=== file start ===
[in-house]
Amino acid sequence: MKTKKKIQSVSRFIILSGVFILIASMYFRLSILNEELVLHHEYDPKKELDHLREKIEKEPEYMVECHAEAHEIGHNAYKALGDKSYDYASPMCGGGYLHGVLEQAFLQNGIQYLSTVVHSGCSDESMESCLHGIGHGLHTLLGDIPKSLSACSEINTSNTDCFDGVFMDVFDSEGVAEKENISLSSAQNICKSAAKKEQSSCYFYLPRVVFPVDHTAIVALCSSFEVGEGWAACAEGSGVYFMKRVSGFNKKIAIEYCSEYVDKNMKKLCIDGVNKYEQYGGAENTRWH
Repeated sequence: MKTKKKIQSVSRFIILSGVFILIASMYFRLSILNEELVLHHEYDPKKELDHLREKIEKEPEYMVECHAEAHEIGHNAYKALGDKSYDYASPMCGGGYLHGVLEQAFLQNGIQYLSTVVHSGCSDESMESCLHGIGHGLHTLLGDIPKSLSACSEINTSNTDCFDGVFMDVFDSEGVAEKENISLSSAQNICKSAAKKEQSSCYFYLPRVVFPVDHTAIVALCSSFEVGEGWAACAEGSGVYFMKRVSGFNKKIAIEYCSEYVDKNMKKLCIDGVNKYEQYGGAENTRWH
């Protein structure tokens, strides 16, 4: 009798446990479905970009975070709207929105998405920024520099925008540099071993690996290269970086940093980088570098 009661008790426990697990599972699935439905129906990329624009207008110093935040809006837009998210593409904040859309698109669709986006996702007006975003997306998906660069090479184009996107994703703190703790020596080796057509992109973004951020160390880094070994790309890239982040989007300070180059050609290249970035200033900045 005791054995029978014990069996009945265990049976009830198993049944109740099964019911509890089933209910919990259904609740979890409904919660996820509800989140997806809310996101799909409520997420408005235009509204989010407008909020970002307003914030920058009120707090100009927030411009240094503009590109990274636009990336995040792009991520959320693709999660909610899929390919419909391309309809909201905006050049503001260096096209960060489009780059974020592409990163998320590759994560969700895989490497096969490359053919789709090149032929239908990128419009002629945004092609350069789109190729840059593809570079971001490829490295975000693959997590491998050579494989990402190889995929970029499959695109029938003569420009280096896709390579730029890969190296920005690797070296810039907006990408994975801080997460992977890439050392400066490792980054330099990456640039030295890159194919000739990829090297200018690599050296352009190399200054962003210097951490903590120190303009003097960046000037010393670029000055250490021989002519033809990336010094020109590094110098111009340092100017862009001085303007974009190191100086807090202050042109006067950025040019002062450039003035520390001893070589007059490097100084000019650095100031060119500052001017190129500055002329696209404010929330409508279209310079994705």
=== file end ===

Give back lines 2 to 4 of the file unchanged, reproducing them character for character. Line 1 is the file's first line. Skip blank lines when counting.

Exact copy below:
Amino acid sequence: MKTKKKIQSVSRFIILSGVFILIASMYFRLSILNEELVLHHEYDPKKELDHLREKIEKEPEYMVECHAEAHEIGHNAYKALGDKSYDYASPMCGGGYLHGVLEQAFLQNGIQYLSTVVHSGCSDESMESCLHGIGHGLHTLLGDIPKSLSACSEINTSNTDCFDGVFMDVFDSEGVAEKENISLSSAQNICKSAAKKEQSSCYFYLPRVVFPVDHTAIVALCSSFEVGEGWAACAEGSGVYFMKRVSGFNKKIAIEYCSEYVDKNMKKLCIDGVNKYEQYGGAENTRWH
Repeated sequence: MKTKKKIQSVSRFIILSGVFILIASMYFRLSILNEELVLHHEYDPKKELDHLREKIEKEPEYMVECHAEAHEIGHNAYKALGDKSYDYASPMCGGGYLHGVLEQAFLQNGIQYLSTVVHSGCSDESMESCLHGIGHGLHTLLGDIPKSLSACSEINTSNTDCFDGVFMDVFDSEGVAEKENISLSSAQNICKSAAKKEQSSCYFYLPRVVFPVDHTAIVALCSSFEVGEGWAACAEGSGVYFMKRVSGFNKKIAIEYCSEYVDKNMKKLCIDGVNKYEQYGGAENTRWH
């Protein structure tokens, strides 16, 4: 009798446990479905970009975070709207929105998405920024520099925008540099071993690996290269970086940093980088570098 009661008790426990697990599972699935439905129906990329624009207008110093935040809006837009998210593409904040859309698109669709986006996702007006975003997306998906660069090479184009996107994703703190703790020596080796057509992109973004951020160390880094070994790309890239982040989007300070180059050609290249970035200033900045 005791054995029978014990069996009945265990049976009830198993049944109740099964019911509890089933209910919990259904609740979890409904919660996820509800989140997806809310996101799909409520997420408005235009509204989010407008909020970002307003914030920058009120707090100009927030411009240094503009590109990274636009990336995040792009991520959320693709999660909610899929390919419909391309309809909201905006050049503001260096096209960060489009780059974020592409990163998320590759994560969700895989490497096969490359053919789709090149032929239908990128419009002629945004092609350069789109190729840059593809570079971001490829490295975000693959997590491998050579494989990402190889995929970029499959695109029938003569420009280096896709390579730029890969190296920005690797070296810039907006990408994975801080997460992977890439050392400066490792980054330099990456640039030295890159194919000739990829090297200018690599050296352009190399200054962003210097951490903590120190303009003097960046000037010393670029000055250490021989002519033809990336010094020109590094110098111009340092100017862009001085303007974009190191100086807090202050042109006067950025040019002062450039003035520390001893070589007059490097100084000019650095100031060119500052001017190129500055002329696209404010929330409508279209310079994705």